Thursday, September 18, 2008

Misinformation Study

There's No Arguing With Conservatives... No, Seriously...

A new study out of Yale University confirms that offering reality-based rebuttals to conservative lies only makes conservatives cling to those lies with greater vigor. In essence, schooling conservatives makes them more ignorant. (Or is that ignoranter?) From the September 14th Washington Post article on the study:

Political scientists Brendan Nyhan and Jason Reifler provided two groups of volunteers with the Bush administration's prewar claims that Iraq had weapons of mass destruction. One group was given a refutation -- the comprehensive 2004 Duelfer report that concluded that Iraq did not have weapons of mass destruction before the United States invaded in 2003.

Thirty-four percent of conservatives told only about the Bush administration's claims thought Iraq had hidden or destroyed its weapons before the U.S. invasion, but 64 percent of conservatives who heard both claim and refutation thought that Iraq really did have the weapons. The refutation, in other words, made the misinformation worse. A similar "backfire effect" also influenced conservatives told about Bush administration assertions that tax cuts increase federal revenue. One group was offered a refutation by prominent economists that included current and former Bush administration officials. About 35 percent of conservatives told about the Bush claim believed it; 67 percent of those provided with both assertion and refutation believed that tax cuts increase revenue.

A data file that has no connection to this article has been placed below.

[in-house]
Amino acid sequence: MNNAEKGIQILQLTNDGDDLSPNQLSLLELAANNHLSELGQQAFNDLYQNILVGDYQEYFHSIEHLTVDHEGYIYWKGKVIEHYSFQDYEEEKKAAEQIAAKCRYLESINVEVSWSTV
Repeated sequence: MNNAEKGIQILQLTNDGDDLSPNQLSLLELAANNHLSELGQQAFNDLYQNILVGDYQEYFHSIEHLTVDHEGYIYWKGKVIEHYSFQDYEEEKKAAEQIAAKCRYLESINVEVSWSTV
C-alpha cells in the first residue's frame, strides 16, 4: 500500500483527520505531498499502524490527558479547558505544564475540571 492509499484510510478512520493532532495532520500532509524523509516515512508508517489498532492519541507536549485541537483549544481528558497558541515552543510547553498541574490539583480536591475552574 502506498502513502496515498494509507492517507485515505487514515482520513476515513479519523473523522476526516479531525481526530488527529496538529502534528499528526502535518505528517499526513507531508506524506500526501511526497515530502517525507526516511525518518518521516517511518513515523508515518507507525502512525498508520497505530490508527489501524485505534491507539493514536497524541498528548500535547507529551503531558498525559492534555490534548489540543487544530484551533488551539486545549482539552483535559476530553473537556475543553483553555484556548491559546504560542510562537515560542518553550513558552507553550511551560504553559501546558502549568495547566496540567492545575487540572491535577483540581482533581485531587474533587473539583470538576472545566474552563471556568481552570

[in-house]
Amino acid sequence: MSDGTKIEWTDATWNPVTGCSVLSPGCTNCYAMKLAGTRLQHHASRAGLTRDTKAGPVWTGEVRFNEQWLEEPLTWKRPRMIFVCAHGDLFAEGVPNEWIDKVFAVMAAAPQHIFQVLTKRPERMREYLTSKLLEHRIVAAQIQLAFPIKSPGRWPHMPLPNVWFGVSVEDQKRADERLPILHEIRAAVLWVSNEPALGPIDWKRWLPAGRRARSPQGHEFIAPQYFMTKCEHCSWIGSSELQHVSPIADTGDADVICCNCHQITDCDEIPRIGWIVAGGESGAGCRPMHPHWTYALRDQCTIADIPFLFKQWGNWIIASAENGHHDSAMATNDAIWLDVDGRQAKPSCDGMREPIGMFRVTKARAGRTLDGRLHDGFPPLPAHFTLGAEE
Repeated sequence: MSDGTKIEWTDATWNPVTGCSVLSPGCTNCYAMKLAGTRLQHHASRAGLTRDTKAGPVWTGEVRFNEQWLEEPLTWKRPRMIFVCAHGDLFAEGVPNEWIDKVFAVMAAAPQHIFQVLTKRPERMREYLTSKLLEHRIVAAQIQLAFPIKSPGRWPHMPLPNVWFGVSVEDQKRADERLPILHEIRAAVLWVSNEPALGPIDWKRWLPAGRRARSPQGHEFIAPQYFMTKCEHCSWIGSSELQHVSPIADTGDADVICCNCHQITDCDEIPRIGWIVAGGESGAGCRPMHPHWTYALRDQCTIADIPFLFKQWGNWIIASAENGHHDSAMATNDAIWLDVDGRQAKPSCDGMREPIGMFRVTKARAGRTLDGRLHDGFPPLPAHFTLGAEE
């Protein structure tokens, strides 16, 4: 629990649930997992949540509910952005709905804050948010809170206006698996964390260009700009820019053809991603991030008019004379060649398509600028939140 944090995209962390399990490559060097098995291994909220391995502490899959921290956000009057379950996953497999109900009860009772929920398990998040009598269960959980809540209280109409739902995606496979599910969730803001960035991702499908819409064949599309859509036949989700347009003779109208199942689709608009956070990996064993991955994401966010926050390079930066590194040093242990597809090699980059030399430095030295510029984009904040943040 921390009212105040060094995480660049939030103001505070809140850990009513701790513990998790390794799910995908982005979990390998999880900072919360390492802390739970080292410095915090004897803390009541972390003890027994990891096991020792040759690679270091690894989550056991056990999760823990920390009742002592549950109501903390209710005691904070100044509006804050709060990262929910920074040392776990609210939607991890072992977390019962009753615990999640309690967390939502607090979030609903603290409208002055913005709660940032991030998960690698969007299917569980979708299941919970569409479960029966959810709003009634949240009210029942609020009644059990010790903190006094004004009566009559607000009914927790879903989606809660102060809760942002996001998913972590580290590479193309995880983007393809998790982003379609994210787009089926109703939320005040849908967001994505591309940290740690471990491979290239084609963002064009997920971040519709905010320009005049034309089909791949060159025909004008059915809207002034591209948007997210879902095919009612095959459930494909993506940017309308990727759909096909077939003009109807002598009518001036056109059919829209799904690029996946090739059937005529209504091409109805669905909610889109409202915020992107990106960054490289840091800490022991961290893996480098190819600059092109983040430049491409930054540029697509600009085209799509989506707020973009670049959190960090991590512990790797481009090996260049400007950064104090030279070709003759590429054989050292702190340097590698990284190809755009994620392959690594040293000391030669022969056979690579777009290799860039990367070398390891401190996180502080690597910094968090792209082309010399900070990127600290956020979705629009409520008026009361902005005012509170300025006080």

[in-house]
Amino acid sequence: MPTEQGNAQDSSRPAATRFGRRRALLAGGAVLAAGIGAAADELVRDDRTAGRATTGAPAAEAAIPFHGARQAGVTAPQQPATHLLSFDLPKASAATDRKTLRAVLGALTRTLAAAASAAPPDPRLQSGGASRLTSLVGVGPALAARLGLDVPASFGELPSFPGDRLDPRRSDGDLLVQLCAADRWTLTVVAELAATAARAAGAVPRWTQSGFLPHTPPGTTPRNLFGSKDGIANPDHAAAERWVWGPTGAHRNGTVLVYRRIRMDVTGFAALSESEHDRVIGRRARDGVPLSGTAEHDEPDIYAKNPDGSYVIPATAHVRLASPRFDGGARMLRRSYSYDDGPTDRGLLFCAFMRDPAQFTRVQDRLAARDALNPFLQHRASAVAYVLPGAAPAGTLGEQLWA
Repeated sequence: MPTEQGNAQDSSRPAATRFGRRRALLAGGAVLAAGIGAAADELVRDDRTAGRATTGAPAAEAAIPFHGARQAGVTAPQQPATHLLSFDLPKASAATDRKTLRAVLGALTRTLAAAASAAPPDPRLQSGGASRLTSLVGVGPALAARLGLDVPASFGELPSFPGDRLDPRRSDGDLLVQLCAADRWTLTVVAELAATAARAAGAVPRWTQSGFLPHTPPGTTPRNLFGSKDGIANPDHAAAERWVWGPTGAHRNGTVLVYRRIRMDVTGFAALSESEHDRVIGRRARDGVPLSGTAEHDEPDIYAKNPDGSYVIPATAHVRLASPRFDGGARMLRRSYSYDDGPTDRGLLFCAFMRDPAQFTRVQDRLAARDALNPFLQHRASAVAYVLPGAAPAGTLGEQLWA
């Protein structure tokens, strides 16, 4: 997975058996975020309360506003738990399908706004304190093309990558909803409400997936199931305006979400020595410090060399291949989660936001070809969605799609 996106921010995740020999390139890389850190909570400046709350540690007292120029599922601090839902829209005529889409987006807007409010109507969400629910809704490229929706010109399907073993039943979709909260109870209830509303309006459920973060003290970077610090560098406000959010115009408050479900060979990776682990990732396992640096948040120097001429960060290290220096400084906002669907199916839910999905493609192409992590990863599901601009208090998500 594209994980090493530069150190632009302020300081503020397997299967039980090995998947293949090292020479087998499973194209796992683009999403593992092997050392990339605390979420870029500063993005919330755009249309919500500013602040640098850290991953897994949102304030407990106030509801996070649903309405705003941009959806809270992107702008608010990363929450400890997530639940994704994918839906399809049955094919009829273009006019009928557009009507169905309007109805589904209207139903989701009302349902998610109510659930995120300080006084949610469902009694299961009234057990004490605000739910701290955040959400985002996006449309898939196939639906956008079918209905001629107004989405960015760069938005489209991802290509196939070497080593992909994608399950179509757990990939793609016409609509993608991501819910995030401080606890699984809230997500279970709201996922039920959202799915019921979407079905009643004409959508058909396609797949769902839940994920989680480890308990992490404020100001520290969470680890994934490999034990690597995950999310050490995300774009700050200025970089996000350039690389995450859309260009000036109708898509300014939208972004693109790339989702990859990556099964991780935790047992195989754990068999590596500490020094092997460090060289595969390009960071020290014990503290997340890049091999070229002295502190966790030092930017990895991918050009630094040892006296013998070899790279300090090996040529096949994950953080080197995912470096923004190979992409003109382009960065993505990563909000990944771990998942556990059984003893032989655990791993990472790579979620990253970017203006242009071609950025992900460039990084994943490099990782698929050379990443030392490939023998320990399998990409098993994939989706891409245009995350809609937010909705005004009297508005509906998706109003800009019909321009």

In a paper approaching publication, Nyhan, a PhD student at Duke University, and Reifler, at Georgia State University, suggest that Republicans might be especially prone to the backfire effect because conservatives may have more rigid views than liberals: Upon hearing a refutation, conservatives might "argue back" against the refutation in their minds, thereby strengthening their belief in the misinformation.

Nyhan and Reifler did not see the same "backfire effect" when liberals were given misinformation and a refutation about the Bush administration's stance on stem cell research.

** The added links are my doing and did not appear in the original Washington Post article or the forwarded email I received. ~ Alessia


Will Belegon said...

A frustrating finding indeed. But what interests me the most here would be the "why" factor. I suspect the answer would involve the constant hammering from certain sources (like Rush Limbaugh) about how "the enemy will try to talk you out of your beliefs."

It's sad, really.

Alessia Brio said...

And that "hammering" smacks of the brainwashing techniques used by cults and religions.

I am reminded of that piece about masturbation that I posted on the Toys for Tarts blog.

Scary stuff indeed.

Angie said...

That's really disturbing. :/ I mean, what do you do, if showing them the facts doesn't work? Hopefully that'll be Nyhan and Reifler's next project.